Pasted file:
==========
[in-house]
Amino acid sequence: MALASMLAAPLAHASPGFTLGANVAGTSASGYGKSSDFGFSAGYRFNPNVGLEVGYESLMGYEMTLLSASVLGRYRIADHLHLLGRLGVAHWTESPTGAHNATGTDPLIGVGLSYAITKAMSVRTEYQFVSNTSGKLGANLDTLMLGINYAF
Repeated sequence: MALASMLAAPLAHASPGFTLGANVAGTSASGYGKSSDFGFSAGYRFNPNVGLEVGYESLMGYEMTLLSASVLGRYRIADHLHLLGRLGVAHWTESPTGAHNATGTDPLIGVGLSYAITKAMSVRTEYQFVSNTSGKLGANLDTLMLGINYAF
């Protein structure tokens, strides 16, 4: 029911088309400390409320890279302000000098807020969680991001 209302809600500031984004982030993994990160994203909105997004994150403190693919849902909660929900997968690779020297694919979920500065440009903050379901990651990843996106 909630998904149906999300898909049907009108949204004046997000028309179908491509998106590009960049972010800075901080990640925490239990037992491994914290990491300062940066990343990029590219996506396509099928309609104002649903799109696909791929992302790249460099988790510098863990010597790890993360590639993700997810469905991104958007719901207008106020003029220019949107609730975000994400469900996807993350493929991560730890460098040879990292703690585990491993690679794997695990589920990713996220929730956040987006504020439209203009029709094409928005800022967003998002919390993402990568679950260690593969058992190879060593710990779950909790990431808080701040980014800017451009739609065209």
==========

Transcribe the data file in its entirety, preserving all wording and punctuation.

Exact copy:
[in-house]
Amino acid sequence: MALASMLAAPLAHASPGFTLGANVAGTSASGYGKSSDFGFSAGYRFNPNVGLEVGYESLMGYEMTLLSASVLGRYRIADHLHLLGRLGVAHWTESPTGAHNATGTDPLIGVGLSYAITKAMSVRTEYQFVSNTSGKLGANLDTLMLGINYAF
Repeated sequence: MALASMLAAPLAHASPGFTLGANVAGTSASGYGKSSDFGFSAGYRFNPNVGLEVGYESLMGYEMTLLSASVLGRYRIADHLHLLGRLGVAHWTESPTGAHNATGTDPLIGVGLSYAITKAMSVRTEYQFVSNTSGKLGANLDTLMLGINYAF
């Protein structure tokens, strides 16, 4: 029911088309400390409320890279302000000098807020969680991001 209302809600500031984004982030993994990160994203909105997004994150403190693919849902909660929900997968690779020297694919979920500065440009903050379901990651990843996106 909630998904149906999300898909049907009108949204004046997000028309179908491509998106590009960049972010800075901080990640925490239990037992491994914290990491300062940066990343990029590219996506396509099928309609104002649903799109696909791929992302790249460099988790510098863990010597790890993360590639993700997810469905991104958007719901207008106020003029220019949107609730975000994400469900996807993350493929991560730890460098040879990292703690585990491993690679794997695990589920990713996220929730956040987006504020439209203009029709094409928005800022967003998002919390993402990568679950260690593969058992190879060593710990779950909790990431808080701040980014800017451009739609065209």